January 6, 2021

After the events of January 6th in Washington DC, apps like Parlour were removed from Apple’s App Store and Google’s Play Store over concerns that the platform helped facilitate the day’s events. Big Tech companies were worried about what they were hosting and what actions they were enabling.

Shortly after Apple and Google took down the Parlour app, Amazon stopped hosting Parlour on its servers.

If that wasn’t enough, former US President Donald Trump was banned from Twitter.

The swift actions of tech giants left many people leery of their power. Private companies had the power to restrict access to apps and to their platforms.

Aurora Store

In response to those actions, Freedom Phone ships with its own app store, PatriApp. Ironically, PatriApp isn’t really a new or different app store. It is nothing more than the free and open source Aurora Store rebranded patriotically. Aurora Store is a front end for Google’s Play Store. Aurora allows users to anonymously download apps from the Play Store in order to maintain privacy.

There is nothing wrong with using Aurora Store. Its a fair way to deGoogle a phone and still access apps. The questionable part is how the company behind Freedom Phone is pushing PatriApp like its a new and unique censorship free experience. Many apps can be sideloaded on Android bypassing the Play Store. A new phone isn’t required to sideload apps.

Selling Out on Social Media

This is the part that I didn’t expect. I thought that a device like the Freedom Phone would be sold by shady men with foreign accents in back alleys. Such a device should conjure images of underground freedom fighters that remain elusive to CIA or KGB agents.

Nah, bro, get your 10% off code on Instagram.

There are countless social media personalities hocking the virtues of Freedom Phone but if you order today, you can get 10% with their exclusive codes. These folks sell lots of stuff for companies, usually more along the lines of personal and home goods. Now they are selling freedom.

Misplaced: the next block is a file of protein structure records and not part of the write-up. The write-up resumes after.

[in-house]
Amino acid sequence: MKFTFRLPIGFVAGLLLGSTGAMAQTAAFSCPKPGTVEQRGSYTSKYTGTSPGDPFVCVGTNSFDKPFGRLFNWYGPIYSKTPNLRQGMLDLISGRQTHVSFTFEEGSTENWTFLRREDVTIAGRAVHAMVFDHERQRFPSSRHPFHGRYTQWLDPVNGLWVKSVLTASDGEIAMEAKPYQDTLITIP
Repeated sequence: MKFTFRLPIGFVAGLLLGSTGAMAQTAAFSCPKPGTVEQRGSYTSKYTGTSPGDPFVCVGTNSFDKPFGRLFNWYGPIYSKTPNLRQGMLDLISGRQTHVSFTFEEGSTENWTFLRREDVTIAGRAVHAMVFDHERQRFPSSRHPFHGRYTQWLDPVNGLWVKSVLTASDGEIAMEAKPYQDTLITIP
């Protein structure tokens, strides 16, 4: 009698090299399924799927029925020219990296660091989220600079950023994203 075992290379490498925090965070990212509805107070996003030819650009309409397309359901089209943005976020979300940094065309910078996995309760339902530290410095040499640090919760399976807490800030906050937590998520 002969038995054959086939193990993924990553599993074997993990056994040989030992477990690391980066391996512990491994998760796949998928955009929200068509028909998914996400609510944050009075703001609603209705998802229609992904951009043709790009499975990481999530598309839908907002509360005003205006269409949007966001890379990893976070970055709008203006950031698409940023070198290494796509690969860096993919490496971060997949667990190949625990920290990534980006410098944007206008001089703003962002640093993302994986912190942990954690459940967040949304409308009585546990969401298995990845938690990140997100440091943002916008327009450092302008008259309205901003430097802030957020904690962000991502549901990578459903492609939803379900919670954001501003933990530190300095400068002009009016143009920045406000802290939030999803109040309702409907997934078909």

Lots of tech companies pay people to review their products. YouTube reviewers will disclose that their views are their own but the phone was supplied by the manufacturer. I don’t blame them for taking free phones. Those things get expensive. Those tech reviewers understand what they’re reviewing though. They understand that Android is a Google product.

It seems rather ironic that for all the opposition to Big Tech including Google, Facebook, Twitter, and Instagram, that’s where the Freedom Phone is being pushed. So the companies who are supposedly invested in censoring and controlling the American people are okay with a phone that can’t be censored? And Freedom Phone is okay using the platforms meant to silence the people? That’s funny because if I was trying to silence the opposition, I wouldn’t allow them to spread their message.

Alternatives and Conclusion

Freedom Phone at best looks like an attempt to push back at Big Tech. In reality, its a scam.

While the phone seems like a legitimate attempt at freedom and privacy, the company employees questionable practices notably selling an incompatible low end phone at a significant mark up without transparency and using social media influencers to push it.

If privacy is a personal concern, there are much better options that the overpriced and questionable Freedom Phone. Google’s own line of Pixel phones serve as the perfect phone to flash GrapheneOS, a hardened Google free mobile operating system.